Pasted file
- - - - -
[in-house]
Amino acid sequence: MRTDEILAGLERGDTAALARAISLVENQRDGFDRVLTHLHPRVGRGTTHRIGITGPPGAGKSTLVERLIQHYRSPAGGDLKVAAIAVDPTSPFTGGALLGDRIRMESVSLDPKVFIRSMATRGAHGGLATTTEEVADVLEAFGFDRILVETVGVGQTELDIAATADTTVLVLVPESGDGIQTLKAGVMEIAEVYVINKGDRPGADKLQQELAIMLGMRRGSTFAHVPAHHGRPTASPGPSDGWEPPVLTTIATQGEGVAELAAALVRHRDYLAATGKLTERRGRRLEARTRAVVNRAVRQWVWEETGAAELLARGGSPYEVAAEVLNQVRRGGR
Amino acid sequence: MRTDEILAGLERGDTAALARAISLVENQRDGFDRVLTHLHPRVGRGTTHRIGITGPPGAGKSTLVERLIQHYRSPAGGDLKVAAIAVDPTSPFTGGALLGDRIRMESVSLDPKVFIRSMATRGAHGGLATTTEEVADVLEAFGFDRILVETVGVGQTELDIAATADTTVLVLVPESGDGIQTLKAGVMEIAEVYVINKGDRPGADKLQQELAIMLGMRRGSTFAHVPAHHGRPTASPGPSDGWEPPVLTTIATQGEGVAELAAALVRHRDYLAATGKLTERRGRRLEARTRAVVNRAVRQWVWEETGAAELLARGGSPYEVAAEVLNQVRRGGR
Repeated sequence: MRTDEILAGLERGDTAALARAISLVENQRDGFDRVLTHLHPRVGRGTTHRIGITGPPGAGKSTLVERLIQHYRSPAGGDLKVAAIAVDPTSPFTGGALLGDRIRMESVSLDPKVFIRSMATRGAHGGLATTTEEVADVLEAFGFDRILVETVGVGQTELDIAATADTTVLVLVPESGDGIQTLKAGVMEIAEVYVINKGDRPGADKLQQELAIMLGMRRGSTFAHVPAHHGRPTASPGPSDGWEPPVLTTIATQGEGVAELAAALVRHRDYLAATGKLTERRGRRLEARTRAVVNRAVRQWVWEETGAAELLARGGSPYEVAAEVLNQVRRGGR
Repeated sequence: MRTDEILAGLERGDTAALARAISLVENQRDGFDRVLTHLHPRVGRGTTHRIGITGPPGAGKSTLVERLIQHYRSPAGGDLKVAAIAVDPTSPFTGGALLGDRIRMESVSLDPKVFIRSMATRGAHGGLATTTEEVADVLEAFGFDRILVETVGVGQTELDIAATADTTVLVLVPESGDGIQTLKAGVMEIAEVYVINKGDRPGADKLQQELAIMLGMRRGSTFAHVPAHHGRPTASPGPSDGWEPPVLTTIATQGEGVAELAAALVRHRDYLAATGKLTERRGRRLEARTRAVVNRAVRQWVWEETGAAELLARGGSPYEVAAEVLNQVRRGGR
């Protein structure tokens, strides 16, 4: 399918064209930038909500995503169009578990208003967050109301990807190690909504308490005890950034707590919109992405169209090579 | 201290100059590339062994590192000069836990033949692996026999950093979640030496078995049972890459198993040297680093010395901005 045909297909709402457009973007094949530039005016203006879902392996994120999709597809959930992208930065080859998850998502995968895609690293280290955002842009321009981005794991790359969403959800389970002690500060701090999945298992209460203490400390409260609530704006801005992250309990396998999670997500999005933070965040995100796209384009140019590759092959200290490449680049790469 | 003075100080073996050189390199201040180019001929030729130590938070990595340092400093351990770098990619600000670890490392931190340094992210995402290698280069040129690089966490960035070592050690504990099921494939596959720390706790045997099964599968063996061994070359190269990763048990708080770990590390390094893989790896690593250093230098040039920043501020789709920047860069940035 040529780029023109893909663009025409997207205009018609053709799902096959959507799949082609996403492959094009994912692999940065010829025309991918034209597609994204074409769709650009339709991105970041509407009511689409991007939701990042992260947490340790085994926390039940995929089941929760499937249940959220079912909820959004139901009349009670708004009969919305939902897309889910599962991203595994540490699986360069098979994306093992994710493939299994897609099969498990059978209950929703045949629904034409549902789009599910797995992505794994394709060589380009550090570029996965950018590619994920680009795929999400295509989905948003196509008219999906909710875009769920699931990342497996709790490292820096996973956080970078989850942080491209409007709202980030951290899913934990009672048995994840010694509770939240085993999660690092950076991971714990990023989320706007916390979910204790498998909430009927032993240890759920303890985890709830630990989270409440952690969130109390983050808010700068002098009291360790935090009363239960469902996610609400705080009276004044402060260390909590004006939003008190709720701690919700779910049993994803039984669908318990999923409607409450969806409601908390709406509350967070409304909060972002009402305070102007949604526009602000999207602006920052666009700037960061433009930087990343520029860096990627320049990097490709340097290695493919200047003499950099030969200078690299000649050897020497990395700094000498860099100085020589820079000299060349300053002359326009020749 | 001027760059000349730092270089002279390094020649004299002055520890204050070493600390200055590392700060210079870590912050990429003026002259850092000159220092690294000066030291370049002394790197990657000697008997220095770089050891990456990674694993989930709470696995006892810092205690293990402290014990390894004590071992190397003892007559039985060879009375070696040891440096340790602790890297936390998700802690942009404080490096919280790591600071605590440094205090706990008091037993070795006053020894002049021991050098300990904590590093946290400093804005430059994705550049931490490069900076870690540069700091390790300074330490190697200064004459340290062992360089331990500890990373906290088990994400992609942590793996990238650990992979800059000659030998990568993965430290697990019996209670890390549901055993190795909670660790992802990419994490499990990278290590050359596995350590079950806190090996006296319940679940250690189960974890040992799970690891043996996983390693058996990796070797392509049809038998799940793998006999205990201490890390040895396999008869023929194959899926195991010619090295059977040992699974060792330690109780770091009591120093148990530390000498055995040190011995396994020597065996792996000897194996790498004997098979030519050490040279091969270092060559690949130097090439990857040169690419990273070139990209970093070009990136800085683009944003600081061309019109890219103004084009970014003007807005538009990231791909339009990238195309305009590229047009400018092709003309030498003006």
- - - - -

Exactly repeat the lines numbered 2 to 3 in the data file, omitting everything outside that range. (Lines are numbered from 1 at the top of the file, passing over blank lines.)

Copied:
Amino acid sequence: MRTDEILAGLERGDTAALARAISLVENQRDGFDRVLTHLHPRVGRGTTHRIGITGPPGAGKSTLVERLIQHYRSPAGGDLKVAAIAVDPTSPFTGGALLGDRIRMESVSLDPKVFIRSMATRGAHGGLATTTEEVADVLEAFGFDRILVETVGVGQTELDIAATADTTVLVLVPESGDGIQTLKAGVMEIAEVYVINKGDRPGADKLQQELAIMLGMRRGSTFAHVPAHHGRPTASPGPSDGWEPPVLTTIATQGEGVAELAAALVRHRDYLAATGKLTERRGRRLEARTRAVVNRAVRQWVWEETGAAELLARGGSPYEVAAEVLNQVRRGGR
Amino acid sequence: MRTDEILAGLERGDTAALARAISLVENQRDGFDRVLTHLHPRVGRGTTHRIGITGPPGAGKSTLVERLIQHYRSPAGGDLKVAAIAVDPTSPFTGGALLGDRIRMESVSLDPKVFIRSMATRGAHGGLATTTEEVADVLEAFGFDRILVETVGVGQTELDIAATADTTVLVLVPESGDGIQTLKAGVMEIAEVYVINKGDRPGADKLQQELAIMLGMRRGSTFAHVPAHHGRPTASPGPSDGWEPPVLTTIATQGEGVAELAAALVRHRDYLAATGKLTERRGRRLEARTRAVVNRAVRQWVWEETGAAELLARGGSPYEVAAEVLNQVRRGGR